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How I Killed My Father

The comfortable, regimented life of a prosperous gerontologist comes unraveled when his estranged father pays an unexpected and prolonged visit.


Jean-Luc is a successful 40-year-old gerontologist with a busy practice in Paris and a gorgeous home he shares with his lovely wife, Isa, in the posh suburb of Versailles. One evening at a lavish gala on their estate to celebrate a medal the city is bestowing on Jean-Luc, his father, Maurice--who had been practicing medicine in Africa--unexpectedly shows up. Jean-Luc is extremely ambivalent about this visit because he hardly knows the man who abandoned him when he was young and may even harbor deep wounds caused by the estrangement. Jean-Luc's younger brother Patrick, a loser and wannabe entertainer who works for Jean-Luc as his chauffeur, is indifferent to Maurice because he had even less contact with his father than did Jean-Luc. But Isa, immediately drawn to the old man, invites him to stay in an attic room. As Jean-Luc attempts to continue with life as usual, certain problems become evident. His sex life with Isa is wanting while he is secretly carrying on with his assistant Myriem. Isa has difficulty sleeping and also longs for children but apparently is unable to become pregnant, in spite of the medication to remedy this that Jean-Luc provides. Meanwhile, Jean-Luc grows more and more irritated with Maurice, whose activities in Africa grow suspect and who has actually shown up in order to borrow money. Their exchanges, which become heated and even violent, reveal that the son may be every bit as selfish and manipulative as his father. At least Maurice is able to render a service to Isa by making her aware of his son's underhanded treatment of her.


How I Killed My Father is worth seeing just for the performance of Michel Bouquet, one of the greatest of living French screen actors, in his role of Maurice, the quietly bedeviled maverick father. Charles Berling as the accomplished, but bitter, son is wholly convincing but has the challenging job of portraying a largely unappealing and cold character. Natacha Regnier is touching as the beautiful, pained wife Isa. But Stephane Guillon, whose dopey Patrick is often seen mugging the camera in monologues or other shtick, assumes too much of a low-class manner to ever convince that he's in any way related to the other men.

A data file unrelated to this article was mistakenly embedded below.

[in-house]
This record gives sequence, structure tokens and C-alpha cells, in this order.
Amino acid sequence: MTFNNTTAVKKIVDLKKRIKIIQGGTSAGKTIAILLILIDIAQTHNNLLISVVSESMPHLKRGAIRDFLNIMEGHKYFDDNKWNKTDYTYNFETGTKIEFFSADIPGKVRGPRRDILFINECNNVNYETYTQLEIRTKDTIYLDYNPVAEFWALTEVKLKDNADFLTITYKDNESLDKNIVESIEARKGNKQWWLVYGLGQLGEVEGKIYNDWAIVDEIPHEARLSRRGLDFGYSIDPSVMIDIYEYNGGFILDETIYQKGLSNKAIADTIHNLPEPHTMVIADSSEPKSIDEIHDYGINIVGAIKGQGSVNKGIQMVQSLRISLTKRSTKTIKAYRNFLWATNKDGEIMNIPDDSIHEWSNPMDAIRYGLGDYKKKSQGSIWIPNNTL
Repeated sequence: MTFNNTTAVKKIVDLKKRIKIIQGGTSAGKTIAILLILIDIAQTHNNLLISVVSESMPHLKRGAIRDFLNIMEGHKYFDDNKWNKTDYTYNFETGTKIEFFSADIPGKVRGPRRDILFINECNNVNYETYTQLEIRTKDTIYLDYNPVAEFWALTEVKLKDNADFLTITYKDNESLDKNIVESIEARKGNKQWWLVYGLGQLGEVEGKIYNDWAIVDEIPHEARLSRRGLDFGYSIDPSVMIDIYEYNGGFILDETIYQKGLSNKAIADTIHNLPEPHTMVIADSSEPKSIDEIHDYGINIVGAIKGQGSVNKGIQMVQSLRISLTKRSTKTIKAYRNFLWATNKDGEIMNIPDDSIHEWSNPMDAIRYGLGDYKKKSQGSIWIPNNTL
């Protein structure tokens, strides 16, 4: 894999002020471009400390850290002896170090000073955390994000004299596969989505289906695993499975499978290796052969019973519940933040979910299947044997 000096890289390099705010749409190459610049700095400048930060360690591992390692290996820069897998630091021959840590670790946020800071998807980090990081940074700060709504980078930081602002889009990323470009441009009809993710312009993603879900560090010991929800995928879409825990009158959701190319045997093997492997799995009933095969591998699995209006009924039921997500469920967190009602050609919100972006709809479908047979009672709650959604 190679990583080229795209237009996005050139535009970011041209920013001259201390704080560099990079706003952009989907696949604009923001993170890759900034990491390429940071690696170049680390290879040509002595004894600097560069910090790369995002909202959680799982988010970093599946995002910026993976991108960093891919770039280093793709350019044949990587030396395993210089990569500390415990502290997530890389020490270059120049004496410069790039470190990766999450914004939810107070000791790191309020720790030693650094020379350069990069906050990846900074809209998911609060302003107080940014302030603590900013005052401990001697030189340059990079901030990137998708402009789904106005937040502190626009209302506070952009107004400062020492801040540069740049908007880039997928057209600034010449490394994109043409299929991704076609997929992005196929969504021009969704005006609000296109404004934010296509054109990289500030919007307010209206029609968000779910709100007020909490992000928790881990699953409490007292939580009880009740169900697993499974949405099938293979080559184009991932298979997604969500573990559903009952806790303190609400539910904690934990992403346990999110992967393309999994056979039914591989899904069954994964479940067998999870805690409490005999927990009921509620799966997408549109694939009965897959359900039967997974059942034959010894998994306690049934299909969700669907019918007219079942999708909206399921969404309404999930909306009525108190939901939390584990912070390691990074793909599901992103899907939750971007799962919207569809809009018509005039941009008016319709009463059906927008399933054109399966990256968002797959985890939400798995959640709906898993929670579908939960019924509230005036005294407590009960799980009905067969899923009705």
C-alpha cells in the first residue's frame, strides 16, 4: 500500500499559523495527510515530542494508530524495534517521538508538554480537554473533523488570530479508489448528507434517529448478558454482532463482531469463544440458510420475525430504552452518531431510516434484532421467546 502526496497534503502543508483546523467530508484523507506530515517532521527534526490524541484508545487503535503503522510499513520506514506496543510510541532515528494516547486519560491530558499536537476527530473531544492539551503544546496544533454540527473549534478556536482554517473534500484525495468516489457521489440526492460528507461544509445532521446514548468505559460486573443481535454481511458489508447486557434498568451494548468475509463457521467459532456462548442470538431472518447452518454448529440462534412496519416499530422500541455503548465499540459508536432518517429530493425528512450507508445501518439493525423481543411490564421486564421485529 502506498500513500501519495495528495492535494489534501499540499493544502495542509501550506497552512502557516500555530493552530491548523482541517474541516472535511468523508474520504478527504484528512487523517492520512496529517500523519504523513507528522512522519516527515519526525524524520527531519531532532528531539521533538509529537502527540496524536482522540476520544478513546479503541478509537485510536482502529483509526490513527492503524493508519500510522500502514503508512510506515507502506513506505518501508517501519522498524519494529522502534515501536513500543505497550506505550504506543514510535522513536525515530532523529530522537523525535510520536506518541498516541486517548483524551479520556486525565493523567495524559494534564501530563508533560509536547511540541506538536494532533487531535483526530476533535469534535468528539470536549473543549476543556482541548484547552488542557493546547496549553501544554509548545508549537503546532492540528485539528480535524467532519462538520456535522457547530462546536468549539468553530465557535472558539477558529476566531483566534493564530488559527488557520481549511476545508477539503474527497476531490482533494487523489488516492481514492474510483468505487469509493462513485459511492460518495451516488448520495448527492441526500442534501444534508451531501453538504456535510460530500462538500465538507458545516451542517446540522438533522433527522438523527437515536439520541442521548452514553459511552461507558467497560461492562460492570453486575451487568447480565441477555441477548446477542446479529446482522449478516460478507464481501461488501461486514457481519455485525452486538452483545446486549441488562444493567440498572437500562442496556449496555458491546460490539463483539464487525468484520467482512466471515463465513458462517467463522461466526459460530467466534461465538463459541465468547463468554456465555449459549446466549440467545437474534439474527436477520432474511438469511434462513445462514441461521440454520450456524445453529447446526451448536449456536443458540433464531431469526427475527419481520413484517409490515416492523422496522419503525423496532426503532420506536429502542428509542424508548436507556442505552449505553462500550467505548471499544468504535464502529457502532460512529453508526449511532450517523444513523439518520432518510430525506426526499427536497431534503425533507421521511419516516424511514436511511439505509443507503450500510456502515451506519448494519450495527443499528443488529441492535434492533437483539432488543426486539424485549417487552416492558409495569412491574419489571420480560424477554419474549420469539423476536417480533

Co-writer and director Anne Fontaine, whose remarkable Dry Cleaning was overlooked during its brief stay in theaters a few years ago, delivers an intriguing drama here. But the filmmaker's fundamental--and intentional--ambiguity plagues the entire work because she refuses to clearly set forth what is going on. On the plus side, Fontaine delivers a handsome production with fine performances, quiet pacing and bountiful close-ups that allow her characters the room to be real. But her structure, especially with scene transitions, often seems arbitrary, as if Fontaine isn't entirely sure what her characters are really up to. Fontaine frustratingly teases by never making clear when or if the estranged father dies, whether the film's story is largely the fantasy of the son or to what degree the son actually harms the old man.

Bottom Line

How I Killed My Father, in French with English subtitles, conveys to what degree the sins of the father are passed on to the son. There are story gaps, but in between, there's compelling drama to be found.